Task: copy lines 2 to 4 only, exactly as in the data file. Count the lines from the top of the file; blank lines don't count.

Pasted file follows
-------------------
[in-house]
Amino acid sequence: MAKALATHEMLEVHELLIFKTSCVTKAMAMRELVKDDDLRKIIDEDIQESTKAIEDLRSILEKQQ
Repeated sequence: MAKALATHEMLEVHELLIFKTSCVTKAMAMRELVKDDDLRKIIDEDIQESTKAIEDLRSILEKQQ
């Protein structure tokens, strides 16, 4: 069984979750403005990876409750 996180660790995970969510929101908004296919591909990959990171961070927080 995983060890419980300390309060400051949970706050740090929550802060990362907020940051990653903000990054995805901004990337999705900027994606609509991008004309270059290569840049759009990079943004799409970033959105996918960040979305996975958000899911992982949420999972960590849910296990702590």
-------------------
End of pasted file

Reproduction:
Amino acid sequence: MAKALATHEMLEVHELLIFKTSCVTKAMAMRELVKDDDLRKIIDEDIQESTKAIEDLRSILEKQQ
Repeated sequence: MAKALATHEMLEVHELLIFKTSCVTKAMAMRELVKDDDLRKIIDEDIQESTKAIEDLRSILEKQQ
């Protein structure tokens, strides 16, 4: 069984979750403005990876409750 996180660790995970969510929101908004296919591909990959990171961070927080 995983060890419980300390309060400051949970706050740090929550802060990362907020940051990653903000990054995805901004990337999705900027994606609509991008004309270059290569840049759009990079943004799409970033959105996918960040979305996975958000899911992982949420999972960590849910296990702590």